In this case, of course, the question immediately arises whether this can be legal or whether it is already fraud. CHIP therefore asked lawyer Christian Solmecke:
“Clients probably have nothing to fear from criminal law.” You are not committing fraud, you are simply using a loophole in the system. VISA’s terms and conditions also do not prohibit such transfers. However, the first credit cards are probably already blocked in order to prevent further exploitation of the gap. However, VISA must claim the damage from the Argentine government.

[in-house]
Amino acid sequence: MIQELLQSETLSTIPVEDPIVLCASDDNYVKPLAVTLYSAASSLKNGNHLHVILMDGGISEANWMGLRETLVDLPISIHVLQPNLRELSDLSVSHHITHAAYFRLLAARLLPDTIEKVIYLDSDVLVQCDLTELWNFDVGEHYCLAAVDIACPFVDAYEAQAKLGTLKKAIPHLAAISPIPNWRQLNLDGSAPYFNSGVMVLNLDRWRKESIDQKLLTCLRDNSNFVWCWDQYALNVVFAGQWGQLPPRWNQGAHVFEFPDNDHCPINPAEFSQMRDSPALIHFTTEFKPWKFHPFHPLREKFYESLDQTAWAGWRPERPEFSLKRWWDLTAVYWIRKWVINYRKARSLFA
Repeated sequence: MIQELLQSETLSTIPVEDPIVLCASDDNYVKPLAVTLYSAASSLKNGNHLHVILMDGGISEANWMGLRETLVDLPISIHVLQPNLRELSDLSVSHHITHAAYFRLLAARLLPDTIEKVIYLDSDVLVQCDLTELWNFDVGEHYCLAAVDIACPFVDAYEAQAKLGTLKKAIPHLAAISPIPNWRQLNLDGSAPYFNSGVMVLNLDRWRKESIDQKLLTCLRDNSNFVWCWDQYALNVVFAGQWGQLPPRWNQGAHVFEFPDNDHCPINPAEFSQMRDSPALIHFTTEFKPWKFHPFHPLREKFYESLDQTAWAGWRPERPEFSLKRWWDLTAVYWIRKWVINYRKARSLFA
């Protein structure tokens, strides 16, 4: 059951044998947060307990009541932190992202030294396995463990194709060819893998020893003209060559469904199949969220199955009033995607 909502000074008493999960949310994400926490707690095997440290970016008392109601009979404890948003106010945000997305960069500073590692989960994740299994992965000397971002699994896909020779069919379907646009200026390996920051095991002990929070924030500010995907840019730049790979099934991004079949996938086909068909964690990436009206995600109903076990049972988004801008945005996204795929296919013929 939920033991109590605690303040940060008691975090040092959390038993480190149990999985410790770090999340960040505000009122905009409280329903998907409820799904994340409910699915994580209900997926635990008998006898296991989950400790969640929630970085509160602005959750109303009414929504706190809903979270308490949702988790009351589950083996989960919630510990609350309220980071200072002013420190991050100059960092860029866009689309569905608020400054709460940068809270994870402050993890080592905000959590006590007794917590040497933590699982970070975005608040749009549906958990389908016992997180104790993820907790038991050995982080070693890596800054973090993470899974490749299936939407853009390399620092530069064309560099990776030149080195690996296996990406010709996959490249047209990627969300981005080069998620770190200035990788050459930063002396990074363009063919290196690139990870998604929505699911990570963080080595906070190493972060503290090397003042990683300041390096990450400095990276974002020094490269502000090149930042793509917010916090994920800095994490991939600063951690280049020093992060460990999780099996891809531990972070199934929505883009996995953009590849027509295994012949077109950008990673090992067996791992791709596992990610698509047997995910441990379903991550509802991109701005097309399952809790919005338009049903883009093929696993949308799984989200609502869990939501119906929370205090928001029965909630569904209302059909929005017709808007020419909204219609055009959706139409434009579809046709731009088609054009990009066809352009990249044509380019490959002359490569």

However, users should be careful. “The bottom line is that according to PayPal’s terms and conditions […] “no currencies for speculative transactions […] or other activities […] convert [darf]with which money is to be earned or generated mainly on the basis of exchange rates.” Pure transfers, with which money is generated from “nothing”, could therefore be counted again. For “contracts of sale, in which money is not primarily generated, but goods are purchased”, this should not apply.